Wednesday, June 30, 2010

Russian spies in our midst? Really?

It’s hard to know what to make of the Russian spy case, other than it panders to the paranoid fantasies of the early 1960s, the days around the Cuban Missile Crisis. A story on p A7 of The Washington Post today June 30 by Greg Miller and Philip P. Pan goes “Alleged spy ring seen as ‘throwback to the Cold War’; Experts say reported methods don’t speak well for KGB successor”, link here.

Indeed, other accounts of the “spies” suggest that they weren’t trying to pick up “classified information” or were even engaging in criminal activity like identity theft; they seemed to be looking for Starbucks scuttlebutt and debutante parties. Maybe they cared about what was in local community newspapers, maybe even what blogs like this were saying (well they can access those from Russia).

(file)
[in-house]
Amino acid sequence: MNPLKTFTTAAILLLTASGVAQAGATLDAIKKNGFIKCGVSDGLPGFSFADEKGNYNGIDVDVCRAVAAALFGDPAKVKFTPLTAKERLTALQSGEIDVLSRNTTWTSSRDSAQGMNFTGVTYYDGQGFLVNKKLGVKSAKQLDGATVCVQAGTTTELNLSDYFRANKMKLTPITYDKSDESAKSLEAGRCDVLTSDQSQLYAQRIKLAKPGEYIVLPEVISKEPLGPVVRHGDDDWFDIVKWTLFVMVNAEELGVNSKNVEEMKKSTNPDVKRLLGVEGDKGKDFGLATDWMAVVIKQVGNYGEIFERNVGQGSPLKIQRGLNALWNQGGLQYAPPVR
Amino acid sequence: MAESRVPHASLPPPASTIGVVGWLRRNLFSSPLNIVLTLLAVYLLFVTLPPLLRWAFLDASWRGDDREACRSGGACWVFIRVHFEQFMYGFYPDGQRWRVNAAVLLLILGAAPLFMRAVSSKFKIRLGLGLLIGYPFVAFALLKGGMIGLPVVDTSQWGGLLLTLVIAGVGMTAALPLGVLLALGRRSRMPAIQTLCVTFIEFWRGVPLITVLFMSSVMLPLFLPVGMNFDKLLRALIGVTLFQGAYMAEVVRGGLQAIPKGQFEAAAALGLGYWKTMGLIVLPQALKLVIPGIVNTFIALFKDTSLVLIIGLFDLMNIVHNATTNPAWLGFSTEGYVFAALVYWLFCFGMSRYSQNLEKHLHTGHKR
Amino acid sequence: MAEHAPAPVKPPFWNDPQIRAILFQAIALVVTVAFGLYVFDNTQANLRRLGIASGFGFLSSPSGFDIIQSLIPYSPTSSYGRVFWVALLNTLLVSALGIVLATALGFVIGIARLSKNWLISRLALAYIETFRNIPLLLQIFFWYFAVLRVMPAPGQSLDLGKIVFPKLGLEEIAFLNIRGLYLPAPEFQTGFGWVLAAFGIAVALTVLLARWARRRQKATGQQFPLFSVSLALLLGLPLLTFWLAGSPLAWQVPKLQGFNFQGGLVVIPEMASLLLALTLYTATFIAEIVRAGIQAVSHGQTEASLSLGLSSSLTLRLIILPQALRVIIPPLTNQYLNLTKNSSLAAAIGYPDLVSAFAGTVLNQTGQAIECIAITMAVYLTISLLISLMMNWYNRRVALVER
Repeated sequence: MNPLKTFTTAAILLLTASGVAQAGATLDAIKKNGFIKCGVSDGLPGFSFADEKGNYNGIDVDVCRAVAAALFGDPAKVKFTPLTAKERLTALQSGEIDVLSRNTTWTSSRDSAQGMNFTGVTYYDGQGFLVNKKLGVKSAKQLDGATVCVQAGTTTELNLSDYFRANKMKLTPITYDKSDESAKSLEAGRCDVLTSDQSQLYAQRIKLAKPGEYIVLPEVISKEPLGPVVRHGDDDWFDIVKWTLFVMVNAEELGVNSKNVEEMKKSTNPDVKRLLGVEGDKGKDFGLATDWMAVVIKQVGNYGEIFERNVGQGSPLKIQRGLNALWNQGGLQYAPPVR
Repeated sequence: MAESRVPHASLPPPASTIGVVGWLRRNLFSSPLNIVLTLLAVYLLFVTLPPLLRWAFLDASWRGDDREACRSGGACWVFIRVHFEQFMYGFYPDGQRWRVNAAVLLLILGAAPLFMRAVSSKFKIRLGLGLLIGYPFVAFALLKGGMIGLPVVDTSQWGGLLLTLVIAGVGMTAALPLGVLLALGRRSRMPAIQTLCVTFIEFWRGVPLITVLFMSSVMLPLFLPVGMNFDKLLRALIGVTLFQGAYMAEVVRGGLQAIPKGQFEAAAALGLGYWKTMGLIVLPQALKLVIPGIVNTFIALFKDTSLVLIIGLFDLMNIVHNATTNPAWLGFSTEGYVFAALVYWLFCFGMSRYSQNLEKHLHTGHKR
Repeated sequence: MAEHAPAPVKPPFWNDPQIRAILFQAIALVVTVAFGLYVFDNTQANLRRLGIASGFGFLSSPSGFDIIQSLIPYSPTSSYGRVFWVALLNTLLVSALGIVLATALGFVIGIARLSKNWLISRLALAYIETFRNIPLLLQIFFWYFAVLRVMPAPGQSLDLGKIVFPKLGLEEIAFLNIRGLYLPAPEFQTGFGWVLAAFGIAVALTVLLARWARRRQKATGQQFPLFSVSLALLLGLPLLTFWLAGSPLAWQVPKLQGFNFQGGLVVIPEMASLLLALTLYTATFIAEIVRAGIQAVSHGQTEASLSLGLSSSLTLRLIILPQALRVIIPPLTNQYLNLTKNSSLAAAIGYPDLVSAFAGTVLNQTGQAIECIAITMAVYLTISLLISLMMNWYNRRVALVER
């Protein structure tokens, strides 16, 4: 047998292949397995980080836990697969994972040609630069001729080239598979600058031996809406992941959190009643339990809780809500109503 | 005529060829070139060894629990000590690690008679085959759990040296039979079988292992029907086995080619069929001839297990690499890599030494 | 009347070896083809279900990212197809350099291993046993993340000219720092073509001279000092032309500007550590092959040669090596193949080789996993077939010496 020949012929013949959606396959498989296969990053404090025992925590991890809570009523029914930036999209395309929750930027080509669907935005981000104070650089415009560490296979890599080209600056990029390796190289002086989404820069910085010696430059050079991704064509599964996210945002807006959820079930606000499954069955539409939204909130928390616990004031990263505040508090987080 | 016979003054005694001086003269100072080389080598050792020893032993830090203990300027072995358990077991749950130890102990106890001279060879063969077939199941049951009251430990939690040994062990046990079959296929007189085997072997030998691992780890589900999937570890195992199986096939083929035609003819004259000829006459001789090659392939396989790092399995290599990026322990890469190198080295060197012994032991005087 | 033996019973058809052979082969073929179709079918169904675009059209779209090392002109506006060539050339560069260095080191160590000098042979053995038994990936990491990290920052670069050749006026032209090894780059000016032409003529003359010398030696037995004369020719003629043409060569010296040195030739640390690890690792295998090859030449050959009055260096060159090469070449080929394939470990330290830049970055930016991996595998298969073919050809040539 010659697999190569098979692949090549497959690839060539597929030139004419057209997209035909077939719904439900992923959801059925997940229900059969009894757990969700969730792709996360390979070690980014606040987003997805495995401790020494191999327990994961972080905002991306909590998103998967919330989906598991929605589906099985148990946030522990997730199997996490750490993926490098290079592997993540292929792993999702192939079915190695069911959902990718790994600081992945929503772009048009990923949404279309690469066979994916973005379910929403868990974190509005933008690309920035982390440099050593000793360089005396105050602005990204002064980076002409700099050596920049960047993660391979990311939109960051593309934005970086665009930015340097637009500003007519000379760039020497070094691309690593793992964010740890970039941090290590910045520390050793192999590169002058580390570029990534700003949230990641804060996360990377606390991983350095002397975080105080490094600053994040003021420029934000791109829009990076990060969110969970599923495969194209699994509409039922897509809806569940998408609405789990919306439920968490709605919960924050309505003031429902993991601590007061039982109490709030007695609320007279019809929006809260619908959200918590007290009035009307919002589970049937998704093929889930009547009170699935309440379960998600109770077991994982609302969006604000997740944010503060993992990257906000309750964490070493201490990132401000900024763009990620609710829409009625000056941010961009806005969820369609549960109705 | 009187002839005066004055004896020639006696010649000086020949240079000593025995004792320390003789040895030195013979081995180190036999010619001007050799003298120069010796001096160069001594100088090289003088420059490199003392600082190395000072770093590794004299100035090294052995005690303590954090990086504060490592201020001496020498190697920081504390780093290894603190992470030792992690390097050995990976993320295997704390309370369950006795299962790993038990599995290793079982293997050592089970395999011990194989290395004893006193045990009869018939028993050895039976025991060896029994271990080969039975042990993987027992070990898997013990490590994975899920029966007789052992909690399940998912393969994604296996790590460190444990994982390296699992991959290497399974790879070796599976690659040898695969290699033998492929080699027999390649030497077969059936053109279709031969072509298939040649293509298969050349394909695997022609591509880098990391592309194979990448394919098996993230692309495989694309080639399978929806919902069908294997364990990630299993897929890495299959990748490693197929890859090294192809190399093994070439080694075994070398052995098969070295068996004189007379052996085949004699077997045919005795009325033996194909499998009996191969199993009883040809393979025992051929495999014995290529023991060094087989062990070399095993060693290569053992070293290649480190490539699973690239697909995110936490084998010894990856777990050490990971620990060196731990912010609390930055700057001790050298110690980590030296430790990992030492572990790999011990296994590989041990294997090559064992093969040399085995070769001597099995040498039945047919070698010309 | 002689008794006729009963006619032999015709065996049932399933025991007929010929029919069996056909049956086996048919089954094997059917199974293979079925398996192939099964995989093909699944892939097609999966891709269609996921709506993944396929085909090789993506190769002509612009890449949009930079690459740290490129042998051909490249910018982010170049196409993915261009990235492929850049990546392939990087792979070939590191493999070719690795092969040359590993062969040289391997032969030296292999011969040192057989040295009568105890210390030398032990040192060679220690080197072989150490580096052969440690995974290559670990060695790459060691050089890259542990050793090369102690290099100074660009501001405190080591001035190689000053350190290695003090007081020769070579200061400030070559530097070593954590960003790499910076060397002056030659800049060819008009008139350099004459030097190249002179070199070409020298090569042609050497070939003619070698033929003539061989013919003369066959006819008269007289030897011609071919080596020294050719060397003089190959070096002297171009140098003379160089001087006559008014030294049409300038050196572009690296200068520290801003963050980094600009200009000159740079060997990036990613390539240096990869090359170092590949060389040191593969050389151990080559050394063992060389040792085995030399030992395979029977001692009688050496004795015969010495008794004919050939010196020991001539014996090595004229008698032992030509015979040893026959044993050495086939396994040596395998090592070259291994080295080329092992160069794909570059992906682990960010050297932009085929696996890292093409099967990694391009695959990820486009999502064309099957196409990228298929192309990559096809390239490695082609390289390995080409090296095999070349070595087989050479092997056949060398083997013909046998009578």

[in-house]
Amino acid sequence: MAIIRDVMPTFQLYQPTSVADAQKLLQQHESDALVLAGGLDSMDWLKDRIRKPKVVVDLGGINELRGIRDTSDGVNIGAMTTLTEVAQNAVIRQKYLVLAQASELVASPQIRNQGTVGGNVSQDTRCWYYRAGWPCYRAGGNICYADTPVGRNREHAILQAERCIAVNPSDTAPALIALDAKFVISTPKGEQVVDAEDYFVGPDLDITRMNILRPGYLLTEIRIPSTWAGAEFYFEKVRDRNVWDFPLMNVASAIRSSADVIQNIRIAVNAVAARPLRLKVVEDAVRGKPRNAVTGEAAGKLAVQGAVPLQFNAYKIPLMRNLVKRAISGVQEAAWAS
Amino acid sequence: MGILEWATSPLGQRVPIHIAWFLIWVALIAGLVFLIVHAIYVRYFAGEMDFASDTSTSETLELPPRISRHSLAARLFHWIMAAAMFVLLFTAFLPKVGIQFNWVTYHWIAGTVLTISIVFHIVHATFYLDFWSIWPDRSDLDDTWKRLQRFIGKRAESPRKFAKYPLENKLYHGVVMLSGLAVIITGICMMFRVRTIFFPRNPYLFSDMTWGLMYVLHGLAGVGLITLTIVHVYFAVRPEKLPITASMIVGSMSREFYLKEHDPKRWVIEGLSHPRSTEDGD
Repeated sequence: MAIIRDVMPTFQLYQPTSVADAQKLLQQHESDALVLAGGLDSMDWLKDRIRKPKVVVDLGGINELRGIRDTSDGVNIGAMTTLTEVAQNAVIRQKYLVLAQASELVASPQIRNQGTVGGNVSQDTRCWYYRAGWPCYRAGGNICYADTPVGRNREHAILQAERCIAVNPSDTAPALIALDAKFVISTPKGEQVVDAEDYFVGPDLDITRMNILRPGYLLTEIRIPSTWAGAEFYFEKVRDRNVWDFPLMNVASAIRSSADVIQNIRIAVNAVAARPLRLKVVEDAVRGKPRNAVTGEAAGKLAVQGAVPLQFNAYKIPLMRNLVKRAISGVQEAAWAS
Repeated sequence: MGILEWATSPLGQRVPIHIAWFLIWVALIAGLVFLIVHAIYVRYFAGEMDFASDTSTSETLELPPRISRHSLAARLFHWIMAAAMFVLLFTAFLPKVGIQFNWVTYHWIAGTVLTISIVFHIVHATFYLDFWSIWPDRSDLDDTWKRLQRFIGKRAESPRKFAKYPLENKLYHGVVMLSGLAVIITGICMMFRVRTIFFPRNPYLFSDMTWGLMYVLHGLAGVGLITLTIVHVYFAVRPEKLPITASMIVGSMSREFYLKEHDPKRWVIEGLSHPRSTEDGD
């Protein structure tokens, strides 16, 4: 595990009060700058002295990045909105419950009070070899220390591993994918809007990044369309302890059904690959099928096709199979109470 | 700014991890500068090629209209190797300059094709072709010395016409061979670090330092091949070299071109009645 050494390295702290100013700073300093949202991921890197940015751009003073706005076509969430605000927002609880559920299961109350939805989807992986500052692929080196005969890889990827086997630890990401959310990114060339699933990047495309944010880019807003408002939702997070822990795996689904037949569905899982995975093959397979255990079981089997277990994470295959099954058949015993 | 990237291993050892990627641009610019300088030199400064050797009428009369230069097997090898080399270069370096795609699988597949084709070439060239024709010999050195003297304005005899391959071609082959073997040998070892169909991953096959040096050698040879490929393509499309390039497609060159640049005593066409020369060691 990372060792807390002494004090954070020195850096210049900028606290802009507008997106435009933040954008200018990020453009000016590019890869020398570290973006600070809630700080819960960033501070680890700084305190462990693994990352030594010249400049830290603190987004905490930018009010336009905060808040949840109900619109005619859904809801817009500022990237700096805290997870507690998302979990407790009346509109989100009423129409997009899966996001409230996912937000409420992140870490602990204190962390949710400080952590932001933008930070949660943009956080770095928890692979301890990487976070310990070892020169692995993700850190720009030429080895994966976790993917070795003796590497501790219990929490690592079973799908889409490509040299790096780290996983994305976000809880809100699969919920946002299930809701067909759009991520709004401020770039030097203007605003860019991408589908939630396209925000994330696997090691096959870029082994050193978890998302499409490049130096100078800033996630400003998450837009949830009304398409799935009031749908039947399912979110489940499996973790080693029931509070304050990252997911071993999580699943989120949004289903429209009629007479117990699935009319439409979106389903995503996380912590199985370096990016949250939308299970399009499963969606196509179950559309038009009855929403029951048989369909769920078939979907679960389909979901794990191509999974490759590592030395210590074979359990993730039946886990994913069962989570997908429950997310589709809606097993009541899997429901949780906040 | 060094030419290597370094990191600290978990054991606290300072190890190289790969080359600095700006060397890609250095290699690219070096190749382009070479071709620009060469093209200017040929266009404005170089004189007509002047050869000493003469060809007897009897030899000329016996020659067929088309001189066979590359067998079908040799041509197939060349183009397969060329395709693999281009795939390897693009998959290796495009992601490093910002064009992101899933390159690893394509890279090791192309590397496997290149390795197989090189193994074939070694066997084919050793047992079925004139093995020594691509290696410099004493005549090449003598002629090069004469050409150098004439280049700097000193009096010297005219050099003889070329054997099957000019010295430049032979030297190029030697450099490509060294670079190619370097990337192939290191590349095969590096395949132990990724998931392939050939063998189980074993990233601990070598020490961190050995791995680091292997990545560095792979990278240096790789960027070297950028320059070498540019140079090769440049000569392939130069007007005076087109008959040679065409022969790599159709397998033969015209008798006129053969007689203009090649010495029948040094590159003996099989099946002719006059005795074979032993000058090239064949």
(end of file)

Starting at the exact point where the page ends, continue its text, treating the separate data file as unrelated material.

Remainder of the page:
So it’s a mystery what they wanted to achieve, something like world mercantilistic domination like that of the Brits in the 17th Century? They hardly seemed to be trying to rule the world.

Nevertheless, the antics of the suspects are bizarre, sening info by wireless to wardriving trucks nearby, and using steganography, burying hidden content in harmless images, an activity that was increasingly feared after 9/11.
I had an office mate in New York City back in the 1970s with ancestors from the Ukraine, who pounced on Gerald Ford for his misstatement about "pinko" Communism in Eastern Europe then.

I do recall getting a bizarre email in November 2002 with an embedded map of Russia with many locations marked. I wondered if these were locations of nuclear fuel and sent it on to the Minneapolis FBI. Never heard a thing. The most critical problem with Russia today is to police up all the loose nuclear and biological waste in Russia and the former Soviet republics.

Still, the Russian spy caper sounds like something less than Alfred Hitchcocl's "Topaz" or "Torn Curtain".

No comments: